Desmond was born less euphoniously as Paul Emil Breitenfeld on
November 15, 1924, in . His father was once an organist for silent movies and later an arranger. Paul began studying clarinet in 1936 while at San Francisco , and continued with it until 1943 when he switched to the alto saxophone. That same year he went into the Army and spent the next three years in San Francisco Polytechnic High School as part of the 253rd AGF band. "It was a great way to spend the war," Desmond later remarked. "We expected to get shipped out every month, but it never happened. Somewhere in San Francisco our file must still be on the floor under a desk somewhere."14 [Ibid.] After leaving the Army, Desmond played briefly with the bands of Jack Fina and Alvino Rey before joining forces with Washington Dave Brubeck in 1951, a collaboration that would continue for over a quarter of a century.
At some point during this period, Desmond discarded the name Breitenfeld for his more manageable stage name. He claimed that he came upon the name Desmond while paging through a phone book. The remark is appropriate: for an improvising artist such as Desmond, the spontaneous, spur-of-the-moment decision is the basis of all he does. And Desmond, more than most, let the philosophy of improvisation govern much of his life outside of music. His casual attitude went beyond the choice of a name. At its worst it encouraged a pronounced habit of procrastination, and Desmond was a procrastinator of almost legendary proportions. For years he spoke of writing a book about his experiences with the
Dave Brubeck Quartet. Only the title (How Many of You Are There in the Quartet? — according to Desmond, a favorite question of stewardesses) and one very funny chapter ever emerged.15 [It appeared in Punch on Jan. 10, 1973] Among his other intended projects was an album in which he planned to play each song in the style of a different alto player.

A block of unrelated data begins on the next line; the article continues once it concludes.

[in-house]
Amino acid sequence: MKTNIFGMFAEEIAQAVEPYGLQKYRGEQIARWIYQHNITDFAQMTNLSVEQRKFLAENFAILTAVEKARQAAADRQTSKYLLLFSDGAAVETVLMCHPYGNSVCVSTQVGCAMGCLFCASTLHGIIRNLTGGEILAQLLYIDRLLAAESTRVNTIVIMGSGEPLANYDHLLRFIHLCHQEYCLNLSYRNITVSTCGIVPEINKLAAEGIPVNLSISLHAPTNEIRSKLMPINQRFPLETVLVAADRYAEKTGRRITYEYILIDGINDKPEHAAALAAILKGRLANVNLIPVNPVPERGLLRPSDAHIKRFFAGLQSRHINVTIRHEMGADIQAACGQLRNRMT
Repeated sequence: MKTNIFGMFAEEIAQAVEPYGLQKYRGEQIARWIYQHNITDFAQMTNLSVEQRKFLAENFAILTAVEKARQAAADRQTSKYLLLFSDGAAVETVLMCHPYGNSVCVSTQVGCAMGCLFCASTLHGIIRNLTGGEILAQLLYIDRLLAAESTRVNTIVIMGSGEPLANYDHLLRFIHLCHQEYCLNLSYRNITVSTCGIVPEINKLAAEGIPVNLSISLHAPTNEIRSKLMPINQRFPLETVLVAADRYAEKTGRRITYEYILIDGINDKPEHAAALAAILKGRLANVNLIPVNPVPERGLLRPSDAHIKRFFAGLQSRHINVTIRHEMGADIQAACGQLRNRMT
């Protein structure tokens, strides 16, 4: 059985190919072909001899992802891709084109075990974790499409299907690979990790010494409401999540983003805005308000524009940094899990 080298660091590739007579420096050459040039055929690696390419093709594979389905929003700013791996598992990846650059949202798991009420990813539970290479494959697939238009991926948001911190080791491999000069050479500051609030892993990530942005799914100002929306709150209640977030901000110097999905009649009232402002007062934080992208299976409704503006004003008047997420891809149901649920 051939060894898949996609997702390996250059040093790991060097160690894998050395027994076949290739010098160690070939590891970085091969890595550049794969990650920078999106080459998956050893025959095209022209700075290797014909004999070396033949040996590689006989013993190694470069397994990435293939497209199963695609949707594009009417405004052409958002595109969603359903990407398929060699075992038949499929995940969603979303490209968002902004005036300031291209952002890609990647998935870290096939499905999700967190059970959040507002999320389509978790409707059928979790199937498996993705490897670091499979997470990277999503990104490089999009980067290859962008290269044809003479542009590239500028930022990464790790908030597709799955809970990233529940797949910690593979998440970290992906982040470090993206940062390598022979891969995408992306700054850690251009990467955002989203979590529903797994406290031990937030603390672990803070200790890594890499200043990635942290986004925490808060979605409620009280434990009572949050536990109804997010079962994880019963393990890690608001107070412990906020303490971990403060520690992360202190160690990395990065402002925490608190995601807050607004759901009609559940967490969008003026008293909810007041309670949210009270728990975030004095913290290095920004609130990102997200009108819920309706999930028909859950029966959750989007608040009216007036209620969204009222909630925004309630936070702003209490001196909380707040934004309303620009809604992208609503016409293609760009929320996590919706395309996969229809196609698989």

Perhaps the latter idea was only offered as a joke. With Desmond one could never tell. He once told an interviewer that he wanted his alto to sound like a very dry martini; whether his music attained this lofty goal is open to discussion, but of the dryness of his humor there can be no dispute. The humor figured prominently in his music—a rarity in modern jazz, where the artists' self-conscious seriousness and the concert hall atmosphere of even nightclub performances casts a sombre aura over most of the music. As his close friend, jazz critic Nat Hentoff wrote:
At times Paul was the wittiest of improvisers. His ear was extraordinarily quick and true, his mind moved with eerie swiftness. He could take a phrase that someone had played earlier or a musical reference that a friend in the audience would understand and insert it into his solo. He'd build on that phrase until he had turned it inside out and seven other ways. Usually this kind of quoting is trickery, but Paul made it cohere. In his music, as in his life, the absurd cohabited with the familiar.16
[Nat Hentoff, Village Voice, Aug. 22, 1977]
For much of his twenty-six-year career, Desmond found his musical skills overshadowed by the work of his longtime friend and collaborator
Dave Brubeck. Brubeck, who studied with Darius Milhaud in the late 19405, was a pioneer in the synthesis of jazz and classical music—his piano work featured dense harmonies, a studied sense of rhythm, and the use of elements seemingly alien to jazz such as the twelve-tone row and odd time signatures. Yet Desmond was the unsung hero of the Brubeck Quartet; as much as the group's leader, Desmond was instrumental in shaping the ensemble's distinctive sound. His lyrical tone was immediately identifiable, and his ingenious compositions (most notably the group's biggest hit "Take Five") were an important part of the band's repertoire. Although not a student of Milhaud's, Desmond was involved with Brubeck's experimental work from the start. His affinity for classical music was also revealed in other ways—most markedly in his intonation, which was remarkably pure, especially when contrasted with the "dirtier" sound favored by many of his contemporaries.